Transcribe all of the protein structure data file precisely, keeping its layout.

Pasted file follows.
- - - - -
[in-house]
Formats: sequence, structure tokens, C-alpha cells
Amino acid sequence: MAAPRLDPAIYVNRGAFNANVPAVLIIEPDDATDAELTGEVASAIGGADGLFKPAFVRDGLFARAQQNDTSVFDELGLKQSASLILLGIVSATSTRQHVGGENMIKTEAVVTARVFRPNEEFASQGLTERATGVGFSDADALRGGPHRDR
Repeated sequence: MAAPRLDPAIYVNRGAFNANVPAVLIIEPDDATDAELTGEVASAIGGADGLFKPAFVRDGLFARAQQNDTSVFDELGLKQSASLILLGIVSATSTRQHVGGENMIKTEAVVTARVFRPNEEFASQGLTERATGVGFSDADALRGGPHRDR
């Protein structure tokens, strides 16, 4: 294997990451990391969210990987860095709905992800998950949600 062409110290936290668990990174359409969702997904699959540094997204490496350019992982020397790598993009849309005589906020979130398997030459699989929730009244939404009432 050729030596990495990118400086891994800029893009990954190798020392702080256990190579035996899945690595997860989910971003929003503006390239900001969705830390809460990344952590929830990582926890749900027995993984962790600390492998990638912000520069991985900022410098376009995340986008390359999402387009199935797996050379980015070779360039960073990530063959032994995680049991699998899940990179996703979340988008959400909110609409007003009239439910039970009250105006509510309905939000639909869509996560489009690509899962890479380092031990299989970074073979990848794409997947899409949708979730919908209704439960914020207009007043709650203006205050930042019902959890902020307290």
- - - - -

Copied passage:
[in-house]
Formats: sequence, structure tokens, C-alpha cells
Amino acid sequence: MAAPRLDPAIYVNRGAFNANVPAVLIIEPDDATDAELTGEVASAIGGADGLFKPAFVRDGLFARAQQNDTSVFDELGLKQSASLILLGIVSATSTRQHVGGENMIKTEAVVTARVFRPNEEFASQGLTERATGVGFSDADALRGGPHRDR
Repeated sequence: MAAPRLDPAIYVNRGAFNANVPAVLIIEPDDATDAELTGEVASAIGGADGLFKPAFVRDGLFARAQQNDTSVFDELGLKQSASLILLGIVSATSTRQHVGGENMIKTEAVVTARVFRPNEEFASQGLTERATGVGFSDADALRGGPHRDR
């Protein structure tokens, strides 16, 4: 294997990451990391969210990987860095709905992800998950949600 062409110290936290668990990174359409969702997904699959540094997204490496350019992982020397790598993009849309005589906020979130398997030459699989929730009244939404009432 050729030596990495990118400086891994800029893009990954190798020392702080256990190579035996899945690595997860989910971003929003503006390239900001969705830390809460990344952590929830990582926890749900027995993984962790600390492998990638912000520069991985900022410098376009995340986008390359999402387009199935797996050379980015070779360039960073990530063959032994995680049991699998899940990179996703979340988008959400909110609409007003009239439910039970009250105006509510309905939000639909869509996560489009690509899962890479380092031990299989970074073979990848794409997947899409949708979730919908209704439960914020207009007043709650203006205050930042019902959890902020307290």